- Low self-esteem
- Drug abuse
The child couch potato phenomenon isn’t exclusive to the United States.
Most children in Britain don’t obtain the sufficient or recommended levels of activity each day.
The end result?
In Britain a fifth of children are overweight.
By 2050, many experts predict that a staggering two-thirds of children of British children will be obese.
Is Television Hazardous to Toddlers Health?
Not all television programs are bad! DVDs and scheduled programming that incorporates singing and dancing can contribute toward a daily exercise program; however, it shouldn’t be the sole focus of your toddler’s daily physical activity.
By limiting television time to less than two hours a day, you’re helping the child break the habit of possibly becoming dependent on electronic devices and habitual television watching in the future.
Activities for Toddlers?
The Infant & Toddler Forum white paper and CSEP physical activity guidelines for the early years also included specific goals for children in certain age ranges.
Children 2 - 3 years of age:
- Brisk Walking or Crawling
Children 3 -4 years of age:
- Catching a ball
- Riding a scooter
- Riding a tricycle or two wheeled bike with training wheels
Getting Your Toddler Moving
To get started, you can look for ways to incorporate activities into their child’s daily routine. While taking walks with the children count trees, cars, animals and even introduce the concept of colors.
Once your child is comfortable with basic physical activities, you can introduce them to dance, yoga, and martial arts. All of which contribute towards better cognitive reasoning and a higher level of self-esteem.
Stretching is a great way to introduce your child to structured exercise. You can also participate in basic stretches with your child.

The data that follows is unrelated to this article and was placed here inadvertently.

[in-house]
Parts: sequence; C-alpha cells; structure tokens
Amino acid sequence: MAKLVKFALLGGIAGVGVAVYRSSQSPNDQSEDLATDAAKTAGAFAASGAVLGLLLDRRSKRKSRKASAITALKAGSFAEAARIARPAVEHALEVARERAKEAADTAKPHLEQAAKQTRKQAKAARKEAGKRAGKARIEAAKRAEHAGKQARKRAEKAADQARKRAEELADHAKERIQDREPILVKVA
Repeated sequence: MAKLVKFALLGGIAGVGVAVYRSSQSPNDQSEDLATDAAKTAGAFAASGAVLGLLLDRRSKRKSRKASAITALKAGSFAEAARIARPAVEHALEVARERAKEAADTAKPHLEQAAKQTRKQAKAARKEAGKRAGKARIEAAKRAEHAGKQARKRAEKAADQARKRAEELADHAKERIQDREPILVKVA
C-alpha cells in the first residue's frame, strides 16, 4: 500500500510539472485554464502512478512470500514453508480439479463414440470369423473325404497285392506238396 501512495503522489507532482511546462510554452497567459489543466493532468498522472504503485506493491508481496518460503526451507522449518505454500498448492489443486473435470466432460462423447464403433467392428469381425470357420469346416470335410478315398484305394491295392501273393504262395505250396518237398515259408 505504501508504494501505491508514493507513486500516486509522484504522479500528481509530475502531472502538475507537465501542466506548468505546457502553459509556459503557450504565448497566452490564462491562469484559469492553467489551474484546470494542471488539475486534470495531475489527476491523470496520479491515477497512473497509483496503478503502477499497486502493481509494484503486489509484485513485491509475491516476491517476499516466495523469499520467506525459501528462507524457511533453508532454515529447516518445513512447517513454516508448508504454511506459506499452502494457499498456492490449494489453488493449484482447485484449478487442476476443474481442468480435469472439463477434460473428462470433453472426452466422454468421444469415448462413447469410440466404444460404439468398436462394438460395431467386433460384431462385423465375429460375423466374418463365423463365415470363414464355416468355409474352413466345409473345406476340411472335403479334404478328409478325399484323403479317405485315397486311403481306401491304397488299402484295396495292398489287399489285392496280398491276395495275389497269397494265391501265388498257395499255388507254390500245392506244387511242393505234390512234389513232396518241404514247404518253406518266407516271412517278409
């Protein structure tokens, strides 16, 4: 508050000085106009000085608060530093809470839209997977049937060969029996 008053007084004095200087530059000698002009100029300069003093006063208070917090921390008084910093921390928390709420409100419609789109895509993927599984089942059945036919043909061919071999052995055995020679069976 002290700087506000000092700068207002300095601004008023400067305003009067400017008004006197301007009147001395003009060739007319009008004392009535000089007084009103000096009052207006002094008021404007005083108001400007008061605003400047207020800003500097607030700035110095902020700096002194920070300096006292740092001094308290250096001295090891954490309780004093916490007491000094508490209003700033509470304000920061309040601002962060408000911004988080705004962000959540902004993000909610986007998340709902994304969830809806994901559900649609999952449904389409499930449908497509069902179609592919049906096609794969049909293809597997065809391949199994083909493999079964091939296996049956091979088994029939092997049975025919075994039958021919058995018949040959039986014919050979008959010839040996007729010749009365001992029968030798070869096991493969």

BeSimplyBetter.com recommended the following simple stretches:
- Shoulder Shrugs
- Heavy Breathing
- Leg Lifts
Stretching too easy?
The Inspired Treehouse recommends basic core exercises such as planks, bridges, and supermans to improve balance, posture, and overall body strength.
More Barefoot Time
Speaking of body strength, did you know that allowing your child to walk around barefoot develops muscles, and contributes towards better posture?
Sure, toddler sneakers and sandals may look cute, but when the toddler is in the house, it is best to let the child walk around barefoot.
Podiatrist Tracy Byrne, noticed that wearing shoes at an early age hampers a child’s cerebral development
“Toddlers keep their heads up more when they are walking barefoot… the feedback they get from the ground means there is less need to look down.”
She also mentions that toddlers who start wearing shoes too young risk natural foot growth and development, possibly contributing towards structural and functional damage.
Exercise & Child Care
Parents can also look for nurseries, day cares, nannies and babysitters who understand the need for structured and unstructured physical activity.
Exercise in a child care center helps develop muscles and reflexes, this also gives toddlers the opportunity to explore a structured environment and develop relationships with other children.
Allowing your child to interact with other children at the playground or daycare center is a good way to observe and develop their self-esteem.
Parents need to be mindful of creating a daily exercise program for their children, this will contribute towards a healthier toddler, a successful childhood, and will help teach them healthy habits for adulthood.